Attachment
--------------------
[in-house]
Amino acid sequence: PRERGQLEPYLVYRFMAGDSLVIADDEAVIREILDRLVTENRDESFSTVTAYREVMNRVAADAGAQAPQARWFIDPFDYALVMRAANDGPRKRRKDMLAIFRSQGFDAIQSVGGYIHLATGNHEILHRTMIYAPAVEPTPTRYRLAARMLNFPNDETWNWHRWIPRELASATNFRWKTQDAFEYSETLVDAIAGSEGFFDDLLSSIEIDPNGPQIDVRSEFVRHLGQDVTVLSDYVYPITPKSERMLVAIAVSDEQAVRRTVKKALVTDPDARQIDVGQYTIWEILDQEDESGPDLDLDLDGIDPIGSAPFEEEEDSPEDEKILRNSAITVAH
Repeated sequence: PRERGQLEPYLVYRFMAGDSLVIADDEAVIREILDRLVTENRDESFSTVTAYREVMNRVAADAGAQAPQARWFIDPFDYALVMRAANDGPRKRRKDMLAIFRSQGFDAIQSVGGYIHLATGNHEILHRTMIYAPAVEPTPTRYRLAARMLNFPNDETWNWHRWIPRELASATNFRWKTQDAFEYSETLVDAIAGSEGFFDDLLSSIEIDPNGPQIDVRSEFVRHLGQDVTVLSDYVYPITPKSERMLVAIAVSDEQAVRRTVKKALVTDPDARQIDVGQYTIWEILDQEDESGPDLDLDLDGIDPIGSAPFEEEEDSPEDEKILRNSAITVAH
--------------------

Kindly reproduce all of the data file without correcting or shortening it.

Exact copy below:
[in-house]
Amino acid sequence: PRERGQLEPYLVYRFMAGDSLVIADDEAVIREILDRLVTENRDESFSTVTAYREVMNRVAADAGAQAPQARWFIDPFDYALVMRAANDGPRKRRKDMLAIFRSQGFDAIQSVGGYIHLATGNHEILHRTMIYAPAVEPTPTRYRLAARMLNFPNDETWNWHRWIPRELASATNFRWKTQDAFEYSETLVDAIAGSEGFFDDLLSSIEIDPNGPQIDVRSEFVRHLGQDVTVLSDYVYPITPKSERMLVAIAVSDEQAVRRTVKKALVTDPDARQIDVGQYTIWEILDQEDESGPDLDLDLDGIDPIGSAPFEEEEDSPEDEKILRNSAITVAH
Repeated sequence: PRERGQLEPYLVYRFMAGDSLVIADDEAVIREILDRLVTENRDESFSTVTAYREVMNRVAADAGAQAPQARWFIDPFDYALVMRAANDGPRKRRKDMLAIFRSQGFDAIQSVGGYIHLATGNHEILHRTMIYAPAVEPTPTRYRLAARMLNFPNDETWNWHRWIPRELASATNFRWKTQDAFEYSETLVDAIAGSEGFFDDLLSSIEIDPNGPQIDVRSEFVRHLGQDVTVLSDYVYPITPKSERMLVAIAVSDEQAVRRTVKKALVTDPDARQIDVGQYTIWEILDQEDESGPDLDLDLDGIDPIGSAPFEEEEDSPEDEKILRNSAITVAH